Because of NCAA sanctions against USC, Fangupo was able to transfer to BYU and play immediately without sitting. Fangupo anchored an amazing run defense at nose tackle in 2011, totaling 26 tackles and six tackles for loss.

Fangupo was not drafted, but has been rostered with the Seattle Seahawks and Pittsburgh Steelers. He recorded one tackle in four appearances for the Steelers last season.


MAX HALLmax hall

Hall enrolled at Arizona State, but after a shortened mission transferred to BYU and redshirted in 2006 behind senior John Beck.

Under Robert Anae and Brandon Doman, Hall led BYU in a top-25 offense (top-10 twice). With a career completion percentage of 65.3%, Hall racked up totals that leave him ranked second in most passing categories behind only Heisman winner Ty Detmer.

Hall left BYU with 11,365 passing yards and 94 touchdowns, carrying a QB rating of 151.08 (fifth behind Detmer, Sarkisian, McMahon, and Doman).

Some of Hall’s most memorable moments include his efficient performance in the uspet win over Oklahoma in 2009, going 26-38 for 329 yards and two touchdowns, and torching UCLA for seven touchdowns, six in the first half in 2008.

Hall was 32-7 as a starter.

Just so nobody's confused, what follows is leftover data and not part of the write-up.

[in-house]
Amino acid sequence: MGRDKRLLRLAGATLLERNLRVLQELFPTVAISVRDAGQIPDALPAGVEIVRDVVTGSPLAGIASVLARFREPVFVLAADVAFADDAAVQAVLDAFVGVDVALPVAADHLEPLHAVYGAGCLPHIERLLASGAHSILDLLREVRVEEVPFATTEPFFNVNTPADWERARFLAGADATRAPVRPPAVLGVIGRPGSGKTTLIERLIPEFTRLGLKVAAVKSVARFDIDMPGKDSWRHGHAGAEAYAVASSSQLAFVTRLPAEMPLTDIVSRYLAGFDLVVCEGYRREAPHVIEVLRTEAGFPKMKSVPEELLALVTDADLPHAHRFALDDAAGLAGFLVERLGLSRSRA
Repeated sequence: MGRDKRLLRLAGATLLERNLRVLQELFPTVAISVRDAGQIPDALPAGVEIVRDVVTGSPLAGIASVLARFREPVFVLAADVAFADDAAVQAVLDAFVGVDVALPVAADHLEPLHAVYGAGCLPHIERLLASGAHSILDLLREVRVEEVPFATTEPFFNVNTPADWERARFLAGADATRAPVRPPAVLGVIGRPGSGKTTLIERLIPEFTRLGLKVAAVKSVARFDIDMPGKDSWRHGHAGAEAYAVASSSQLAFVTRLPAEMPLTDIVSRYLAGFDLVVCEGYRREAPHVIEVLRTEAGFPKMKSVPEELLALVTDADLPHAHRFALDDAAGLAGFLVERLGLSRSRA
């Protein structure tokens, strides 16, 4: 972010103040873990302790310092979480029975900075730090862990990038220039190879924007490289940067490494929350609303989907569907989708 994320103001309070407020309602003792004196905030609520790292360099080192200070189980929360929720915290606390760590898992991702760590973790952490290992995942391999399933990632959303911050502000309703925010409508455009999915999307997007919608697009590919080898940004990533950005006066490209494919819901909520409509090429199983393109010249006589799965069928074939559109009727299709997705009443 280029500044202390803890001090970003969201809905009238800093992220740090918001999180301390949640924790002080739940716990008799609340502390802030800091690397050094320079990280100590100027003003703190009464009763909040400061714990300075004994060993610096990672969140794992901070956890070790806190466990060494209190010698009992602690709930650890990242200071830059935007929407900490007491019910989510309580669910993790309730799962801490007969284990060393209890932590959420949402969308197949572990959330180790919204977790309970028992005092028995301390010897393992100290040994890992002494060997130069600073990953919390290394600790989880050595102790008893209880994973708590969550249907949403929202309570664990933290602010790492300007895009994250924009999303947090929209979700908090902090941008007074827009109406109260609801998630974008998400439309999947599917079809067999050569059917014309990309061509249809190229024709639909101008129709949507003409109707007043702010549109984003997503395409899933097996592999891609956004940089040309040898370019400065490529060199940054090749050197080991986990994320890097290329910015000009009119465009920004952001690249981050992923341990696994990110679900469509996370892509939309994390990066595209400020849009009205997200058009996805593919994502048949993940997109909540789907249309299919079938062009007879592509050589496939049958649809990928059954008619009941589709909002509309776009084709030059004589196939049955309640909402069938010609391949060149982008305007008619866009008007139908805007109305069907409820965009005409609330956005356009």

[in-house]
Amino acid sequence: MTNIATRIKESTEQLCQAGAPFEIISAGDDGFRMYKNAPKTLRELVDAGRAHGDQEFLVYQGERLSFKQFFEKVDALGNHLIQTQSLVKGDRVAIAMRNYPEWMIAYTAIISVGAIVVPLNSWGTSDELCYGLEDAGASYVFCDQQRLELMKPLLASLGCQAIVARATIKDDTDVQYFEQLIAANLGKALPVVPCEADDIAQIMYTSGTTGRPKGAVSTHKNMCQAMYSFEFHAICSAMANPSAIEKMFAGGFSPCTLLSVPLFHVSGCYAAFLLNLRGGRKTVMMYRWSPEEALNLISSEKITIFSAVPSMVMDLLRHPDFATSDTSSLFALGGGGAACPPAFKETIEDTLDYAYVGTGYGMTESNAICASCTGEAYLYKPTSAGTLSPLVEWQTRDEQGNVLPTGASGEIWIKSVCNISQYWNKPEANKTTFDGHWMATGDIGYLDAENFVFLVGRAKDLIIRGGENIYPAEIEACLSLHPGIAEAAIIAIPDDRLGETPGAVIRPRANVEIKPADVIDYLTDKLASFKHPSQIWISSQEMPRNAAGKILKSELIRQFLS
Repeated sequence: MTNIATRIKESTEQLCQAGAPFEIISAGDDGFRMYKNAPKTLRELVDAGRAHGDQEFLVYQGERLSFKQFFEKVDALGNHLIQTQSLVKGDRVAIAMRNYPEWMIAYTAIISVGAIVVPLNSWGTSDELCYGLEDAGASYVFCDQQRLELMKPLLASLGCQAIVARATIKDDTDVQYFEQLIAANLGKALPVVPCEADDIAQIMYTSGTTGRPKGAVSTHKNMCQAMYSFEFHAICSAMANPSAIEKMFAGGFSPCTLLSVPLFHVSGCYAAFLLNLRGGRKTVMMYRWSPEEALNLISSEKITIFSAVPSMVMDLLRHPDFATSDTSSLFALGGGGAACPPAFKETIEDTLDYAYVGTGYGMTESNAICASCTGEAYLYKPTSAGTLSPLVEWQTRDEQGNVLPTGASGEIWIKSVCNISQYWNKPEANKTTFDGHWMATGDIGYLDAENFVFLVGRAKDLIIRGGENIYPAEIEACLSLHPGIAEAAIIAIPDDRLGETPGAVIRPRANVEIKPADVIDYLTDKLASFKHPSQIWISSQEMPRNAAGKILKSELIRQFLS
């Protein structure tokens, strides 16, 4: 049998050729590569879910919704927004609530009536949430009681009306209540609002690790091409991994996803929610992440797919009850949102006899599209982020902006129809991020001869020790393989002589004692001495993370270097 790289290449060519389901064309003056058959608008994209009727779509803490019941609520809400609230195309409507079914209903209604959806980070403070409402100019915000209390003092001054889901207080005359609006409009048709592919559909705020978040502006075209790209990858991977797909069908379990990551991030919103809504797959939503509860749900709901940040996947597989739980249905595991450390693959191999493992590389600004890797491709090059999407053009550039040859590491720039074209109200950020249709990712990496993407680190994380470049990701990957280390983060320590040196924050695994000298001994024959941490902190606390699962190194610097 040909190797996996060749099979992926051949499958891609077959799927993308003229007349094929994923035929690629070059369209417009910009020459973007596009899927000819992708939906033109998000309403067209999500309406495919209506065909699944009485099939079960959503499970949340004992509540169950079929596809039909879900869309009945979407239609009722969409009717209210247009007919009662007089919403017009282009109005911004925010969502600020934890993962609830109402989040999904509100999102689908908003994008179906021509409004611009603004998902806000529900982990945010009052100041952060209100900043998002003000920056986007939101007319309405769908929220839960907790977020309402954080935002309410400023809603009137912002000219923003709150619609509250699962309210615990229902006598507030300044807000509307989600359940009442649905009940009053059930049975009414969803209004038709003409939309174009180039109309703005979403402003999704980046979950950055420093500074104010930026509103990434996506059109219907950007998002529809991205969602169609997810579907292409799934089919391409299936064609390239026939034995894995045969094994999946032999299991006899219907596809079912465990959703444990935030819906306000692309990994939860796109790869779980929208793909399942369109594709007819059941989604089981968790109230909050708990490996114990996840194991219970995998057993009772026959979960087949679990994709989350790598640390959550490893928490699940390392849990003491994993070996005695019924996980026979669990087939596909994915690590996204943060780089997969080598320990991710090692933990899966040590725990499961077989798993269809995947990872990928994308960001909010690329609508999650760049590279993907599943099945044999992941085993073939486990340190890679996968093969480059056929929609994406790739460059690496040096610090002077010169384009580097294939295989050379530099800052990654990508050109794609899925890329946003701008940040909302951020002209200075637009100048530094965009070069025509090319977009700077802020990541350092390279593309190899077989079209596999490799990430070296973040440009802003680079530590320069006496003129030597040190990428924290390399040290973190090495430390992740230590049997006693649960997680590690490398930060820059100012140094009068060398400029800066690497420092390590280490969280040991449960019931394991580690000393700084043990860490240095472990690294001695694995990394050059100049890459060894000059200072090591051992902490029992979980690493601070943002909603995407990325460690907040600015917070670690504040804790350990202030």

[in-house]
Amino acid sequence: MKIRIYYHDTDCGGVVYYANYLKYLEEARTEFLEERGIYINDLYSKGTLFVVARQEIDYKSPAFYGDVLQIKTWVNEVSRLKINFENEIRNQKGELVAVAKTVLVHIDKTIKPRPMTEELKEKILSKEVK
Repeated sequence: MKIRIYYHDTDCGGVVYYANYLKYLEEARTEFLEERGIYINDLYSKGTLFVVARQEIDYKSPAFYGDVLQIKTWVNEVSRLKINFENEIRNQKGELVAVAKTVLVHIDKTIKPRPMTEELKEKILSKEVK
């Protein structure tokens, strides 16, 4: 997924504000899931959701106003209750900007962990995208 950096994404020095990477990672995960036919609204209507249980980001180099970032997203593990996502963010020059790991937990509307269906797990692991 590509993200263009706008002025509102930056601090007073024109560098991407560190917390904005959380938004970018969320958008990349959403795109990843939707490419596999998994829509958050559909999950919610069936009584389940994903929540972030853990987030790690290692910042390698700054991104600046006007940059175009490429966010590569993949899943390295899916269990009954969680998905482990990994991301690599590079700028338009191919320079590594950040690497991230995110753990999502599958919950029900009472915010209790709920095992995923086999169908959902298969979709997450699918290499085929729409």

Sure, Hill’s legacy at BYU still has plenty to be written, but even for 2013 alone, Hill would make this list. He ran for 259 yards against Texas. By himself. 2-5-9. He amassed 4,282 yards and 29 touchdowns between passing and running in 2013.

Those totals are with what many felt was at least a somewhat-defective offense. I expect Taysom to rack up much more passing yards in the next two seasons, especially given the skill players around him, and probably run a little less — but for fun, let’s duplicate his 2013 numbers over the next two seasons.

If Hill replicates 2013 two more times, he would finish with 9,239 passing yards, which would leave him fifth all-time behind Detmer, Hall, Beck, and McMahon. He would also finish with a ridiculous 5,159 rushing yards (again, I don’t expect this to happen) which would rank first all-time at BYU, just squeaking past Harvey Unga by 1,600 yards (though Jamaal Williams is trending to top the list, too).

I’m definitely looking forward to two more years of Hill, though they will probably look different than 2013.

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  1. Brett Hein

    April 18, 2014 at 11:12 pm

    I left off one of my favorites as a younger lad — Levi Madarieta, who transferred from Washington.

  2. Leif

    April 19, 2014 at 6:44 am

    Under Aaron Wagner you wrote that he played on the 2003 team that went 10-3. I don’t believe that is correct. I believe we had a losing record that year.

    • DJ

      April 19, 2014 at 11:28 am

      He’s referring to the Washington State Cougars. They went 10-3.

  3. Jared

    April 20, 2014 at 4:14 am

    Jeff Holtry honorable mention.

  4. James

    April 21, 2014 at 8:05 pm

    Without question the best returner? Dye was great, but Vai Sikahema should not be brushed over so easily.

    • Brett Hein

      April 23, 2014 at 10:27 am

      Perhaps not — but Dye returned more kicks for TD’s and his average yards per return was double Sikahema’s.

  5. Levi

    July 11, 2014 at 10:16 pm

    Bret you left me off? OUCH jk man